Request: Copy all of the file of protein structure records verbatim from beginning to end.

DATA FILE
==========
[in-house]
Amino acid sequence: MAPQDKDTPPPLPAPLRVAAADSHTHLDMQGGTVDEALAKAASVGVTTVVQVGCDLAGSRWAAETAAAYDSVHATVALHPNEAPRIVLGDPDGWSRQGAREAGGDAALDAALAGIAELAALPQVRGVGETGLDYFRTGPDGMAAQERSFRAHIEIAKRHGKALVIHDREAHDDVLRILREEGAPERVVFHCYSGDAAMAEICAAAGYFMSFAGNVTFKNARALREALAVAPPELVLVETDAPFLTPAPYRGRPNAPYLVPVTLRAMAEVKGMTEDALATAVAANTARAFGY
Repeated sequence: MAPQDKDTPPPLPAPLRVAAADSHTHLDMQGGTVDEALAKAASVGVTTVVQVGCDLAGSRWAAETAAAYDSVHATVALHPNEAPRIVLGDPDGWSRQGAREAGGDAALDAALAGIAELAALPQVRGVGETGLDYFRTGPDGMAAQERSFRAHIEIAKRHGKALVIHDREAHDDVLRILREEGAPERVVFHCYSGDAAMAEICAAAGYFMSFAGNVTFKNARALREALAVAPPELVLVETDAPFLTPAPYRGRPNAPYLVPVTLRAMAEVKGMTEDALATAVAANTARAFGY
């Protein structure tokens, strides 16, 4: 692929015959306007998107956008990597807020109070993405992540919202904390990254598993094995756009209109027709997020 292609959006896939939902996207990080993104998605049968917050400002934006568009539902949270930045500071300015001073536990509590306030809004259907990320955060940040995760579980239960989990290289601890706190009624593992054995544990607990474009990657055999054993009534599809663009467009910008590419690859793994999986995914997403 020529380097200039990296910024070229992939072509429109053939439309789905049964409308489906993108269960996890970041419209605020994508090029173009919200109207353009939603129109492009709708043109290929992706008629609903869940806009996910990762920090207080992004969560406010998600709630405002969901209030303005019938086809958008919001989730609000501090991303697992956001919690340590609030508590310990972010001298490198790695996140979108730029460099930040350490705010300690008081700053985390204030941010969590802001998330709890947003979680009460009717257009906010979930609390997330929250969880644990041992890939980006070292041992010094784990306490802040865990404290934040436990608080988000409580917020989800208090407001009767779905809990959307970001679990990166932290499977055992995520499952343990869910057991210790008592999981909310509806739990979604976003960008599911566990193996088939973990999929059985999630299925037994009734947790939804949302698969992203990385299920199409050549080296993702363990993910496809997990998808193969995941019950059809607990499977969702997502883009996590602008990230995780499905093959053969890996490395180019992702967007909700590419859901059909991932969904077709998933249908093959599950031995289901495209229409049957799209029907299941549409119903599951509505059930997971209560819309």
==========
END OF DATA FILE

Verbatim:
[in-house]
Amino acid sequence: MAPQDKDTPPPLPAPLRVAAADSHTHLDMQGGTVDEALAKAASVGVTTVVQVGCDLAGSRWAAETAAAYDSVHATVALHPNEAPRIVLGDPDGWSRQGAREAGGDAALDAALAGIAELAALPQVRGVGETGLDYFRTGPDGMAAQERSFRAHIEIAKRHGKALVIHDREAHDDVLRILREEGAPERVVFHCYSGDAAMAEICAAAGYFMSFAGNVTFKNARALREALAVAPPELVLVETDAPFLTPAPYRGRPNAPYLVPVTLRAMAEVKGMTEDALATAVAANTARAFGY
Repeated sequence: MAPQDKDTPPPLPAPLRVAAADSHTHLDMQGGTVDEALAKAASVGVTTVVQVGCDLAGSRWAAETAAAYDSVHATVALHPNEAPRIVLGDPDGWSRQGAREAGGDAALDAALAGIAELAALPQVRGVGETGLDYFRTGPDGMAAQERSFRAHIEIAKRHGKALVIHDREAHDDVLRILREEGAPERVVFHCYSGDAAMAEICAAAGYFMSFAGNVTFKNARALREALAVAPPELVLVETDAPFLTPAPYRGRPNAPYLVPVTLRAMAEVKGMTEDALATAVAANTARAFGY
């Protein structure tokens, strides 16, 4: 692929015959306007998107956008990597807020109070993405992540919202904390990254598993094995756009209109027709997020 292609959006896939939902996207990080993104998605049968917050400002934006568009539902949270930045500071300015001073536990509590306030809004259907990320955060940040995760579980239960989990290289601890706190009624593992054995544990607990474009990657055999054993009534599809663009467009910008590419690859793994999986995914997403 020529380097200039990296910024070229992939072509429109053939439309789905049964409308489906993108269960996890970041419209605020994508090029173009919200109207353009939603129109492009709708043109290929992706008629609903869940806009996910990762920090207080992004969560406010998600709630405002969901209030303005019938086809958008919001989730609000501090991303697992956001919690340590609030508590310990972010001298490198790695996140979108730029460099930040350490705010300690008081700053985390204030941010969590802001998330709890947003979680009460009717257009906010979930609390997330929250969880644990041992890939980006070292041992010094784990306490802040865990404290934040436990608080988000409580917020989800208090407001009767779905809990959307970001679990990166932290499977055992995520499952343990869910057991210790008592999981909310509806739990979604976003960008599911566990193996088939973990999929059985999630299925037994009734947790939804949302698969992203990385299920199409050549080296993702363990993910496809997990998808193969995941019950059809607990499977969702997502883009996590602008990230995780499905093959053969890996490395180019992702967007909700590419859901059909991932969904077709998933249908093959599950031995289901495209229409049957799209029907299941549409119903599951509505059930997971209560819309």